-1

I have used the following commands

sudo iptables -A INPUT -p tcp --dport 14000 -j ACCEPT
or
sudo iptables -I INPUT -p tcp -m tcp --dport 14000 -j ACCEPT
sudo service iptables save
sudo iptables -L -n

and
sudo firewall-cmd --zone=public --add-port=14000/tcp --permanent
sudo firewall-cmd --reload

but port no-14000 is not showing in

netstat -plunt 
4

First, you should use either iptables or firewall-cmd, not both. If firewalld is running, you should use firewall-cmd, as firewalld will override any changes you might make using the iptables command.

And your firewall-cmd line specifies port 80, not 14000.

Second, a port cannot be open without something actually using it. If you are using a software firewall (either firewalld or raw iptables), you might consider all incoming ports as blocked: your iptables or firewall-cmd commands would unblock the port for use, but not yet actually open it.

To open a port, you would start some process that would actually use the port. For testing, you might use netcat to listen on port 14000:

nc -l 14000

While that command is running, you would see the port as opened in state "LISTEN", But if you then tried to start, for example, a jBoss server configured to use port 14000, it would return an error telling you that port 14000 is already in use (by the netcat command). You would have to stop the netcat command (causing the port to close again) before you could restart the jBoss server in port 14000 successfully: the jBoss server would then be able to open the port for its own use.

In general, when a port is blocked by a software firewall, it completely ignores any incoming connection attempts: if you attempt to telnet to a blocked TCP port, the connection attempt will hang and eventually time out, after a minute or so.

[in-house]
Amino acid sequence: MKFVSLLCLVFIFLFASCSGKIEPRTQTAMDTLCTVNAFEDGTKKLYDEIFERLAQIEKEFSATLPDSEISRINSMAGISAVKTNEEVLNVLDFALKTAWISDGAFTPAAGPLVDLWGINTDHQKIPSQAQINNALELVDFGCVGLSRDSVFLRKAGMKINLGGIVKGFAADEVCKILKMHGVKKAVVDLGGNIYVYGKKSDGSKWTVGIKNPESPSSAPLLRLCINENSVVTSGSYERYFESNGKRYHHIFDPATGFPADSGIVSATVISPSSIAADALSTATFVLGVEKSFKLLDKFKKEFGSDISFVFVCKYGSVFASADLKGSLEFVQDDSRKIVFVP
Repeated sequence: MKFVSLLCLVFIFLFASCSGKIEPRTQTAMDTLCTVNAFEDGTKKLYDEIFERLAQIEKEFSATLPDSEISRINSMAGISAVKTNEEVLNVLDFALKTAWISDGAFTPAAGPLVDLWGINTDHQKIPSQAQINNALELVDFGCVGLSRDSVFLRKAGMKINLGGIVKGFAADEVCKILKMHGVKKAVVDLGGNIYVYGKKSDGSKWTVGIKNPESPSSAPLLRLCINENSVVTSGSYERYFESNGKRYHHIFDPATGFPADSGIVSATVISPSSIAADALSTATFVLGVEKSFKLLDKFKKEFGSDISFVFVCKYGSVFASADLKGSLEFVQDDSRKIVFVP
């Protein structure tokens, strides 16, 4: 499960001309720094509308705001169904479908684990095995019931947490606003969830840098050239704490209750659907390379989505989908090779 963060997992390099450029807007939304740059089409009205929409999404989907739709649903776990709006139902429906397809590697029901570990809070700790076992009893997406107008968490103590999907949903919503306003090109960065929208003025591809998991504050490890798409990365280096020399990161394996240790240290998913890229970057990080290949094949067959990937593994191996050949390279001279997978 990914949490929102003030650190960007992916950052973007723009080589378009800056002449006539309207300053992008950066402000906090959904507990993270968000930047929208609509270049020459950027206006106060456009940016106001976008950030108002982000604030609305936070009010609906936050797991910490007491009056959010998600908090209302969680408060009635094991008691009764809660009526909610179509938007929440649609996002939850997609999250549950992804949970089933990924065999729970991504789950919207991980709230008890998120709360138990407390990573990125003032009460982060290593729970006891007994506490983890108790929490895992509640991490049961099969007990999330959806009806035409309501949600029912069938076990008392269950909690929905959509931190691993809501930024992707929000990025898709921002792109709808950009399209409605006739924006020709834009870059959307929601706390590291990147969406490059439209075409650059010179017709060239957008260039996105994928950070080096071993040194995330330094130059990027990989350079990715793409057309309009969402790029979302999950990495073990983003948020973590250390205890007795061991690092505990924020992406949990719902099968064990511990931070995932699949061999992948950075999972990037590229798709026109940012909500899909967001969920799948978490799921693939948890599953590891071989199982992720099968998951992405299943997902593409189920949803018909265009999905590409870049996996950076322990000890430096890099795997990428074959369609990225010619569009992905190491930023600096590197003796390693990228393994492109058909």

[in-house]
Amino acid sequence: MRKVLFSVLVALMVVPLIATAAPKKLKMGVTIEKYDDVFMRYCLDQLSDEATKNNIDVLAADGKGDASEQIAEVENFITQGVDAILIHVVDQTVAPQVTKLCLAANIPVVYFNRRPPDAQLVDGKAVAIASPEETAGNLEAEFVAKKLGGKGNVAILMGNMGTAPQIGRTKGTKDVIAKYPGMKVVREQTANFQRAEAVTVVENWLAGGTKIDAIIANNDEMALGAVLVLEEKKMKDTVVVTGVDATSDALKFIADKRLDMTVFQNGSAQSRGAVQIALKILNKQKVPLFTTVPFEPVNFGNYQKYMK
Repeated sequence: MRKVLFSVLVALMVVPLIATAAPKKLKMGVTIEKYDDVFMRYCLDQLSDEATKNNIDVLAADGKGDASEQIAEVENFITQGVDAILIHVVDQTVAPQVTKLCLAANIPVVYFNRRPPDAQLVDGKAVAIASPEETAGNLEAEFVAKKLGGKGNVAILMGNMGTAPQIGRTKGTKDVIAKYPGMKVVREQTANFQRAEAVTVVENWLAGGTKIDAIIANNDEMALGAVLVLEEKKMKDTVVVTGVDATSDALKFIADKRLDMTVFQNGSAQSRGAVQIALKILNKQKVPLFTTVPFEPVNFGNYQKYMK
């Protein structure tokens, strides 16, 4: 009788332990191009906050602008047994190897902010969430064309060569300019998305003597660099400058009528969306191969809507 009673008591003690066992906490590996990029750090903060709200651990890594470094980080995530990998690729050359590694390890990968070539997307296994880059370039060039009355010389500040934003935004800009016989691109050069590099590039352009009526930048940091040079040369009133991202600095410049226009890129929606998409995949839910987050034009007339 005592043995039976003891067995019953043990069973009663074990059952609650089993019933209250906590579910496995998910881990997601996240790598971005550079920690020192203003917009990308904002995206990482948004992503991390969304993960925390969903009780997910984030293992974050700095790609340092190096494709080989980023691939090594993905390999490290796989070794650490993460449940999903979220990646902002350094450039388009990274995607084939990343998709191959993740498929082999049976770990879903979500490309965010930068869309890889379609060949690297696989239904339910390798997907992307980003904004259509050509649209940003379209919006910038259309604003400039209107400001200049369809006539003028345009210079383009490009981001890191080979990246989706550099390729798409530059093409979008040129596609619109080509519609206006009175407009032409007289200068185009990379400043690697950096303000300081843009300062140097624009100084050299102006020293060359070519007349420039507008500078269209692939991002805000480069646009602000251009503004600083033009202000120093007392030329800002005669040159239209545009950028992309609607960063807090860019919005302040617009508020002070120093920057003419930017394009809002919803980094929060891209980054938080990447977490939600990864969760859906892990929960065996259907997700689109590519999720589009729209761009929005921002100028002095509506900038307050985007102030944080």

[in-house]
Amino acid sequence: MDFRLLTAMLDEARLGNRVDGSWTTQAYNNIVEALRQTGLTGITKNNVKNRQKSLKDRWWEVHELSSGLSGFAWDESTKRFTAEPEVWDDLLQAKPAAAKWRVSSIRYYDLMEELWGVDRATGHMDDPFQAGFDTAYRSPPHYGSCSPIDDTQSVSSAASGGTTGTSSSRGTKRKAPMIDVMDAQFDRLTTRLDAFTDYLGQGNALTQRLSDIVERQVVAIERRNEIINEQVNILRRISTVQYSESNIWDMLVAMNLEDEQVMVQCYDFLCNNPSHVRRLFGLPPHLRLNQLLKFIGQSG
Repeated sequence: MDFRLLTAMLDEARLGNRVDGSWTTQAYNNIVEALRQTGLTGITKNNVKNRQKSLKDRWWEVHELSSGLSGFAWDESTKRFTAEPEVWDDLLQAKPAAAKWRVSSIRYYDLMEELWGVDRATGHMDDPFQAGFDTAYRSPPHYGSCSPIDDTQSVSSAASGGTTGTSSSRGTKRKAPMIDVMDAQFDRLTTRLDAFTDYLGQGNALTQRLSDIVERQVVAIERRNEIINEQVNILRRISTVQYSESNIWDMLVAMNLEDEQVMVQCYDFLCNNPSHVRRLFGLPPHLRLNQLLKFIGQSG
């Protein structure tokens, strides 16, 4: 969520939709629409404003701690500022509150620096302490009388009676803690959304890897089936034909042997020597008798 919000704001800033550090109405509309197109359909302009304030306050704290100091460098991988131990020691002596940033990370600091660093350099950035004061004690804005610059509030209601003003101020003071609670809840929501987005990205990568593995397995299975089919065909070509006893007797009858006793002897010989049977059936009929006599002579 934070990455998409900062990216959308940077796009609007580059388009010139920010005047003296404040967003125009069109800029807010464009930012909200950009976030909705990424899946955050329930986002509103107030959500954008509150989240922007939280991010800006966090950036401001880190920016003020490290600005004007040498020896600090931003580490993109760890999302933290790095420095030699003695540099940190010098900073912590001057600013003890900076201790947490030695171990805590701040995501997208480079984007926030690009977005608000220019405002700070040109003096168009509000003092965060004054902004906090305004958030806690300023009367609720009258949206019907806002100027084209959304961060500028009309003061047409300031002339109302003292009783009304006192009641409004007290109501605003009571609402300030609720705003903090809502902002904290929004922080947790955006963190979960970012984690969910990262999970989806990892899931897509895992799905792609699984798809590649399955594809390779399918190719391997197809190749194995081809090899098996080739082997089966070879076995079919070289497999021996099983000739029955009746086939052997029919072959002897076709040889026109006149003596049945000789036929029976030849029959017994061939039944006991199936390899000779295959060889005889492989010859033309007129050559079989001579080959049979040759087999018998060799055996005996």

When a TCP port is unblocked but closed, attempting to telnet to it will immediately return a "connection refused" error message.

UDP ports, on the other hand, don't have any standard response: to test connectivity to an UDP port, you must send a request that is properly formatted for that particular UDP-based service, and see if you get a valid response. There can be "one-way" UDP services that don't respond at all: for those, you would have to check the logs at the receiving end to verify that the connection test was successfully received.

  • Now telnet: connect to address 127.0.0.1: Connection refused – observo Dec 9 '17 at 12:12
  • If you don't specify a port number for telnet, it will attempt to use port number 23, the standard port for telnetd service. This service is obsolete and not installed by default. Also, software firewalls usually allow all connections to localhost/127.0.0.1 by default, because those connections are internal to the host by definition. If you want to test TCP port 14000, you would do something like telnet 127.0.0.1 14000 – telcoM Dec 9 '17 at 17:03

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